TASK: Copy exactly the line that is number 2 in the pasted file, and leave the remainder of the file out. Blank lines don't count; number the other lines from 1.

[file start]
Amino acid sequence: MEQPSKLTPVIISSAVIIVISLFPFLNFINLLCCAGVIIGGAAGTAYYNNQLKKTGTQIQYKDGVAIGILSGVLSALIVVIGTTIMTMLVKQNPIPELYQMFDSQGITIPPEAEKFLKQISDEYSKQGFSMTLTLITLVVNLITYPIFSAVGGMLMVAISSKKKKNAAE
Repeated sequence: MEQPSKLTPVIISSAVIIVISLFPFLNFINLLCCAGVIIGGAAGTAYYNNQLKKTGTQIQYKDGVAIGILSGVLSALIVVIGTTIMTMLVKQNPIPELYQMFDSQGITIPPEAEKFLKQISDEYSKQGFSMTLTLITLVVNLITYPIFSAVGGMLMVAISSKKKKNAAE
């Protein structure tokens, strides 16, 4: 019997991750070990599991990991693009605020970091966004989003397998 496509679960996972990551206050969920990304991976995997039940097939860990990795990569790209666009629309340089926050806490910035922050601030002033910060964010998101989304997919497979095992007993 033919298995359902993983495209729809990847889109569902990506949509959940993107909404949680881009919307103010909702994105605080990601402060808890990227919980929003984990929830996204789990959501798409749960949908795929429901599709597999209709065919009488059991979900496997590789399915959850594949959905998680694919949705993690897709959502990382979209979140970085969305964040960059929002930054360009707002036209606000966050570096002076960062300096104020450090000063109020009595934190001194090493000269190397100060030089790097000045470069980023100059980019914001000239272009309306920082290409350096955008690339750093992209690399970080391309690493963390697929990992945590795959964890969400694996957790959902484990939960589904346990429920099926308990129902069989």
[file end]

Repeated sequence: MEQPSKLTPVIISSAVIIVISLFPFLNFINLLCCAGVIIGGAAGTAYYNNQLKKTGTQIQYKDGVAIGILSGVLSALIVVIGTTIMTMLVKQNPIPELYQMFDSQGITIPPEAEKFLKQISDEYSKQGFSMTLTLITLVVNLITYPIFSAVGGMLMVAISSKKKKNAAE